Israel obtains four of the seven Dead Sea Scrolls.
On February 13, 1955, Israel’s prime minister, Moshe Sharett, held a press conference to announce that the country had acquired four more of the fabled Dead Sea Scrolls, an acquisition of sterling importance to scholars of ancient Judaism and early Christianity and a real coup for the fledgling state’s national pride.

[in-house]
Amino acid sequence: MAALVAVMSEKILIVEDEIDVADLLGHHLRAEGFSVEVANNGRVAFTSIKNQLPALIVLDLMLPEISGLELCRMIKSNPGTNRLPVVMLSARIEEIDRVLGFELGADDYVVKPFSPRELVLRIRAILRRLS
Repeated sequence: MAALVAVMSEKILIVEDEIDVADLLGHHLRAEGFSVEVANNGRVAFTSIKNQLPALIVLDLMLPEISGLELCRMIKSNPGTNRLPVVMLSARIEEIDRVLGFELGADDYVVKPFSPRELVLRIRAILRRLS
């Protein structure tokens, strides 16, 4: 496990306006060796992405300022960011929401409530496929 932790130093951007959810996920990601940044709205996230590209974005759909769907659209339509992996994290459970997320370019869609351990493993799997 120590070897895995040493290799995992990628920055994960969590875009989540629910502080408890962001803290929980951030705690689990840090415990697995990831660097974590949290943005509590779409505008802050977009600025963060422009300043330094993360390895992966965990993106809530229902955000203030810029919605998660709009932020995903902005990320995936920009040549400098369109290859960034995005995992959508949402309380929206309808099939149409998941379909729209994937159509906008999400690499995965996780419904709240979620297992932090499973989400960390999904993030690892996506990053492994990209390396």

The initial discovery of what came to be known collectively as the Dead Sea Scrolls — referring to whole documents and fragments of some 950 parchment scrolls, dating to the period between the 3rd century B.C.E. and the 1st century C.E. — was in 1946. That’s when three Bedouin of the Ta’amra tribe happened upon the first part of a cache of seven rolled-up pieces of parchment, stored for over 2,000 years in clay jars in a cave in the hills overlooking the western shore of the Dead Sea, adjacent to the site known as Qumran, north of Ein Gedi.